FLORENCE - Charlie Van Ginkel knows the ins and outs of a 30-ton, $250,000 garbage truck like the back of his hand.
Story By Lane Kimble
"We build them from the ground up," Van Ginkel said.
Van Ginkel is the Chief Engineer for Kingsford, Michigan-based Lodal, Inc. The company has built garbage and recycling trucks since the 1950s. It produces around 100 trucks each year. But this year, Van Ginkel faced a big problem on a small scale.
"We were already down to the point where we were getting in pretty dire need of them," Van Ginkel said.
Lodal, Inc. lost its warning panel light vendor, which meant it didn't have anyone to print important messages like "anti-lock breaks" or "check transmission" on lens covers for new trucks.
"We just get smaller quantities, [so] a lot of people didn't want to touch it," Van Ginkel said.
It turns out small is right in Florence High School's wheelhouse. Van Ginkel turned to the school's fab lab to see if it could help.
"You think engineering, it's mostly science and math, but this just seemed easier than that," former Florence student Glenn Berry said.
Berry, who graduated with 29 other seniors in June, took a fab lab class basically on a whim last semester. Berry was assigned the project along with seven other students.
"It was kind of a competition who could create the best product and then we would all come together and work on the better product," Berry said.
The students knew their laser engraver could do the job, but the machine kept burning the lens. A tip from a local business led to an easy fix: scotch tape.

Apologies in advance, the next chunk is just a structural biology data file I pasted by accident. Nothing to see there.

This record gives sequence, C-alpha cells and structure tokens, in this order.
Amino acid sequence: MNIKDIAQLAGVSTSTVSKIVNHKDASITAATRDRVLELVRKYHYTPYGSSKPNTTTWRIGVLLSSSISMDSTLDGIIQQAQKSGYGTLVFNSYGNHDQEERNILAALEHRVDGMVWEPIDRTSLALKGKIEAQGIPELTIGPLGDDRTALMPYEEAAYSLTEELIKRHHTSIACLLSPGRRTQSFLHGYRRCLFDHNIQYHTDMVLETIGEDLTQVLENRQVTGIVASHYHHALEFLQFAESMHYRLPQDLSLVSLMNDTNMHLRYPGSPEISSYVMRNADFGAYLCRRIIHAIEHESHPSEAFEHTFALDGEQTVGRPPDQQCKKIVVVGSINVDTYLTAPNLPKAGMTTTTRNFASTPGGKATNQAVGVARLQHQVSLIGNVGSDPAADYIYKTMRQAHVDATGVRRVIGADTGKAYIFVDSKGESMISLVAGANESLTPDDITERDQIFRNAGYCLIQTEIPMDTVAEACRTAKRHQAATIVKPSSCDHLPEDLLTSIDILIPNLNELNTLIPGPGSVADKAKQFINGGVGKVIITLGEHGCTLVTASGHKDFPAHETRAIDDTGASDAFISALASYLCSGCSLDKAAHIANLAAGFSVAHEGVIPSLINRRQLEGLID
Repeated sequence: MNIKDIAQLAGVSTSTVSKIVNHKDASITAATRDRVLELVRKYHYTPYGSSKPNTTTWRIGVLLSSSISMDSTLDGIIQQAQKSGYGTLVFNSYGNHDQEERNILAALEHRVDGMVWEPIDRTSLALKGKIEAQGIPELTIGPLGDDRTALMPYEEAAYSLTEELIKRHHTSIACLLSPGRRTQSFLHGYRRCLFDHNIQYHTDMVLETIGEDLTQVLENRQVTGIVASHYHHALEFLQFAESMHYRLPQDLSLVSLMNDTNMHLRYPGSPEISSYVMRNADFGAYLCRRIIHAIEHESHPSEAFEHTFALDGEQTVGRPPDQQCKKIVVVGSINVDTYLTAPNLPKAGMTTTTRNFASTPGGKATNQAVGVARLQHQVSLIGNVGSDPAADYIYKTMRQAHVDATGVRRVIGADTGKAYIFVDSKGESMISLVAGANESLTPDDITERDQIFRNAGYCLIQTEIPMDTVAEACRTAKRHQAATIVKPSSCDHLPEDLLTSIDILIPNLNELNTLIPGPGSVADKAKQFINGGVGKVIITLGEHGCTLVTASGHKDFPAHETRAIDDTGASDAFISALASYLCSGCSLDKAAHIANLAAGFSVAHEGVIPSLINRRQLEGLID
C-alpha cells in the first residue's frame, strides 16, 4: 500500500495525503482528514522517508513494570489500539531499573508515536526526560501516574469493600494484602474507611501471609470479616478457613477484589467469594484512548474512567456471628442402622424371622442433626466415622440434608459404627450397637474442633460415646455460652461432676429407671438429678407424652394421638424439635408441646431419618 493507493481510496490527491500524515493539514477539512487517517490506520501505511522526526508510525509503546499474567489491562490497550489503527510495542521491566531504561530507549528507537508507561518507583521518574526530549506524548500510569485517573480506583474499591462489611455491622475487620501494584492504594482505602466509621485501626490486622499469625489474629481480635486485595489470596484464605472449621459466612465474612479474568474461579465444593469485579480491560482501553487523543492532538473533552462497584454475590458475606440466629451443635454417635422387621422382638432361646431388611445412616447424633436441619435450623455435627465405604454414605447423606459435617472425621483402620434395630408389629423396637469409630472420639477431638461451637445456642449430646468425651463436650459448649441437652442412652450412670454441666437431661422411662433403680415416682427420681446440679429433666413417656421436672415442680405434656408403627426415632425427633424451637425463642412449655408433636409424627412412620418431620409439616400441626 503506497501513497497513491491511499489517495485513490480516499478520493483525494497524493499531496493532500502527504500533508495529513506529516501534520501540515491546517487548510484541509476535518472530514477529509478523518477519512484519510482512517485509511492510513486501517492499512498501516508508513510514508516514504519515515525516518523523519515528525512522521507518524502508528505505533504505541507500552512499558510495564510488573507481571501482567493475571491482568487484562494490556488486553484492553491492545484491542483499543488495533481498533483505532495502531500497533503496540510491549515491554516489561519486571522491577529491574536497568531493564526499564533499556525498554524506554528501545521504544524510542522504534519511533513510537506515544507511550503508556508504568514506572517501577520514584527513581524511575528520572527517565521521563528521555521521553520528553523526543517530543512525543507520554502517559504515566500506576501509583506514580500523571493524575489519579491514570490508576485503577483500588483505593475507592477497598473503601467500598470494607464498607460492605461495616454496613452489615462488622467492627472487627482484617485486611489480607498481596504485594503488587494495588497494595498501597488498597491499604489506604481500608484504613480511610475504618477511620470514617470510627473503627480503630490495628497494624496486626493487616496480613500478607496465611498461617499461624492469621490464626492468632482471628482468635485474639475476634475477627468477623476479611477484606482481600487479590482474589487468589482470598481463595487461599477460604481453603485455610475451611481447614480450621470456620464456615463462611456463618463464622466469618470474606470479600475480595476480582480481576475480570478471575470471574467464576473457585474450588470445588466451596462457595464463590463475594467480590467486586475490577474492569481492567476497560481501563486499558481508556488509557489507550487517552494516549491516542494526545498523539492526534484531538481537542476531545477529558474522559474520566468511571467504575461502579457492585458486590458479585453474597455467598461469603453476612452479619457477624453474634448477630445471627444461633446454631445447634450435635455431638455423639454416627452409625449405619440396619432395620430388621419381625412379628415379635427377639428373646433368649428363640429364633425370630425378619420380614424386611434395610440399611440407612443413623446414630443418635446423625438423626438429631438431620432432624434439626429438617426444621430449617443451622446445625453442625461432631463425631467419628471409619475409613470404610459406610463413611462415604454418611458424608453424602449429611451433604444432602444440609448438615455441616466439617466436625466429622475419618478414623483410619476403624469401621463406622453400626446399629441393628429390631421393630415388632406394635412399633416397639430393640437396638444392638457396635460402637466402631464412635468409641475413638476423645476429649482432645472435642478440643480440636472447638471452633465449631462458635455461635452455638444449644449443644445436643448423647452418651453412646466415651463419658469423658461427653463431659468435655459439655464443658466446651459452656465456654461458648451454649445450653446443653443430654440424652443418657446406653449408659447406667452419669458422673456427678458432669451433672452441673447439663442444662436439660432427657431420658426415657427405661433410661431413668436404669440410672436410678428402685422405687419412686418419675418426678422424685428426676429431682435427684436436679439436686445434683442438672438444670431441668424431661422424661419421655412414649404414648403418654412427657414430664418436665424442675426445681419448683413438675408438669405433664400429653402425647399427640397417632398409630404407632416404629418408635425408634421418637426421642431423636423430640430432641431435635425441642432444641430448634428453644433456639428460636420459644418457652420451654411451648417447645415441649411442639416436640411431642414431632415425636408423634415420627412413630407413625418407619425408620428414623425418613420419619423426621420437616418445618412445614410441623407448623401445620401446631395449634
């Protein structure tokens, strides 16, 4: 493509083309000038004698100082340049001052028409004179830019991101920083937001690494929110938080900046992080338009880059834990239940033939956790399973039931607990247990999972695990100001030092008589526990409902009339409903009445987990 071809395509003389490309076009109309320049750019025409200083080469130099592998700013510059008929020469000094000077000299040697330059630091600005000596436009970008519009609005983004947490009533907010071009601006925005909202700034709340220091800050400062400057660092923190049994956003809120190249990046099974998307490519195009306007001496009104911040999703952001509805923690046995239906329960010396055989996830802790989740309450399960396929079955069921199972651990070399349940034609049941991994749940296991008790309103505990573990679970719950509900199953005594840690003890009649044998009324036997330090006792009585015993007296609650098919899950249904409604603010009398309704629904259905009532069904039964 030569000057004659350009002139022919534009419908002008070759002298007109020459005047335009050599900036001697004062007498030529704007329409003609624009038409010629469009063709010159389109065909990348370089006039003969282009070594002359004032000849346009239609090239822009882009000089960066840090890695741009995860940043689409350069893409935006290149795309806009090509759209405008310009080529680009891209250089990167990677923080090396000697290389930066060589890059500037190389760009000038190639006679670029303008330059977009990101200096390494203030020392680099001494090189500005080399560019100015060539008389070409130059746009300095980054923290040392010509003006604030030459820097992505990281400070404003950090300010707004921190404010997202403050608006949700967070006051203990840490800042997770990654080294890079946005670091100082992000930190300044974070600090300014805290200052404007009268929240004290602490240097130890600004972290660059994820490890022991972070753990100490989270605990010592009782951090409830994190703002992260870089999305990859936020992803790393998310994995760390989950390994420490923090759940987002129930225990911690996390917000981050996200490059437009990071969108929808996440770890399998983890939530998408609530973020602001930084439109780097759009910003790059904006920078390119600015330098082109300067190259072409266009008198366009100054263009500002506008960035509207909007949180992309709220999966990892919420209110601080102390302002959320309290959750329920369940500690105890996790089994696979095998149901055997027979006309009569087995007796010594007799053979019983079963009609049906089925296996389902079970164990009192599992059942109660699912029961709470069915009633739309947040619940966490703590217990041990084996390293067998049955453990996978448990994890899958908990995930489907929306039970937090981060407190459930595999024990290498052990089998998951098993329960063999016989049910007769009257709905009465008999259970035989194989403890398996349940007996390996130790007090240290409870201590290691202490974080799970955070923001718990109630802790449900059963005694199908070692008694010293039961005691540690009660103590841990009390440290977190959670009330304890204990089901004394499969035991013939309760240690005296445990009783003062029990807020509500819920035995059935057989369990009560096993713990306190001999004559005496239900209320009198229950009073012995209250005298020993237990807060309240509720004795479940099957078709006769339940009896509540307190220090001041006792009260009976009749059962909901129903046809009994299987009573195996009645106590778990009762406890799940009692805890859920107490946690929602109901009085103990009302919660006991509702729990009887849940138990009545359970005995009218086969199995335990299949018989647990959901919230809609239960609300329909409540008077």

"It worked great," Berry said.
"We did a little bit, a little bit, a little bit and then we keep moving forward," fab lab instructor Kay McLain said.
Lodal, Inc. was happy with the end result. The company now puts in small orders of 30 lenses often.
"They quickly worked through it and got us some, so, got us out of a bind," Van Ginkel said.
Berry says he prefers English courses to math and science, but he's happy to have helped out a business. Berry will go to UW-La Crosse in the fall to study physical therapy or medicine.
"Say I became like a doctor or something and I had a patient and had to brainstorm, see what their issue is, see how I can treat them, and that is the same [kind of problem solving as this,]" Berry said.
Lodal's trucks can be found as far away as Florida and Alaska. The company doesn't pay Florence for the school's work yet, but the two sides are working out a future deal.
"There is a lot of pride and I think we weren't afraid to jump in to the unknown," McLain said.
Florence wrapped up its second year with a fab lab in June. The school plans to expand the fab lab room --which used to be essentially a storage closet -- in the next year.